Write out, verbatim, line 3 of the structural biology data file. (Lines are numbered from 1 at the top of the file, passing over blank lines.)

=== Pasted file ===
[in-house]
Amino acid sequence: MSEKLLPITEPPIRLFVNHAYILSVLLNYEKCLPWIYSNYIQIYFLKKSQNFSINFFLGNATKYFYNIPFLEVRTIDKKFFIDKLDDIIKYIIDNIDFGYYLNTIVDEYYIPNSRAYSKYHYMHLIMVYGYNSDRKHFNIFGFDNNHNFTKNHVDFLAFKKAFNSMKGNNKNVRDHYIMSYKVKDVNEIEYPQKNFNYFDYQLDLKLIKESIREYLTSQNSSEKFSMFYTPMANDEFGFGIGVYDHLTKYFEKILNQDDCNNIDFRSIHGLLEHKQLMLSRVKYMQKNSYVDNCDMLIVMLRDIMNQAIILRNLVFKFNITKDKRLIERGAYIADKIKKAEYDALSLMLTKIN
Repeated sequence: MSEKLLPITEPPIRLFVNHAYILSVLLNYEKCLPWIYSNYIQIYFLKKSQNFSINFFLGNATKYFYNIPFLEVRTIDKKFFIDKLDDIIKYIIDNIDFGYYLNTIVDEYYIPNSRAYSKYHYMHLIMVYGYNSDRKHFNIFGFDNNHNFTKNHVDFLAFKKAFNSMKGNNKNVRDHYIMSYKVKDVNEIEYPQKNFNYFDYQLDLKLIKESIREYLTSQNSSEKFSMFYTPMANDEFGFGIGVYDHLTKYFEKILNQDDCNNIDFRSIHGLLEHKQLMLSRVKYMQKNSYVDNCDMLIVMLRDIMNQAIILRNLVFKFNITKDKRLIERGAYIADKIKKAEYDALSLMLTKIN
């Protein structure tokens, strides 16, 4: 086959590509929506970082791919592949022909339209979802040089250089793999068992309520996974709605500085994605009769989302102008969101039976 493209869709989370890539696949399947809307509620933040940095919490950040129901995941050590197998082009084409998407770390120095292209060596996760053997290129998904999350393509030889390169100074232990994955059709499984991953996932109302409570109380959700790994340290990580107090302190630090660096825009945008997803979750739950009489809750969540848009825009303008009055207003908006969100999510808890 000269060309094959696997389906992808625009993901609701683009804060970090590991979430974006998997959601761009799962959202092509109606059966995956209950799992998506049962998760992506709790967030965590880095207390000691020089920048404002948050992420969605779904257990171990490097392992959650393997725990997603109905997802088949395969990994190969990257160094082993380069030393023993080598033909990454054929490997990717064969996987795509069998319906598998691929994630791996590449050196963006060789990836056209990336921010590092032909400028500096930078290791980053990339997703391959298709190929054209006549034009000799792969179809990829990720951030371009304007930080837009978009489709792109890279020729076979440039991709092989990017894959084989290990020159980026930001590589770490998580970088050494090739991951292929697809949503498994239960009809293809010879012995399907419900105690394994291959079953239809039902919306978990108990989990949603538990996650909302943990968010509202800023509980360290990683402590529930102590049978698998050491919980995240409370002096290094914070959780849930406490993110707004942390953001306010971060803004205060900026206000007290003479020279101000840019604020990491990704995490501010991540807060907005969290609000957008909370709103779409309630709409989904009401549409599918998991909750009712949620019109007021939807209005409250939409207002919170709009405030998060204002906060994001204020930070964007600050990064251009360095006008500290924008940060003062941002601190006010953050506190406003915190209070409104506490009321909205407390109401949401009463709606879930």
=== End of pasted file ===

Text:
Repeated sequence: MSEKLLPITEPPIRLFVNHAYILSVLLNYEKCLPWIYSNYIQIYFLKKSQNFSINFFLGNATKYFYNIPFLEVRTIDKKFFIDKLDDIIKYIIDNIDFGYYLNTIVDEYYIPNSRAYSKYHYMHLIMVYGYNSDRKHFNIFGFDNNHNFTKNHVDFLAFKKAFNSMKGNNKNVRDHYIMSYKVKDVNEIEYPQKNFNYFDYQLDLKLIKESIREYLTSQNSSEKFSMFYTPMANDEFGFGIGVYDHLTKYFEKILNQDDCNNIDFRSIHGLLEHKQLMLSRVKYMQKNSYVDNCDMLIVMLRDIMNQAIILRNLVFKFNITKDKRLIERGAYIADKIKKAEYDALSLMLTKIN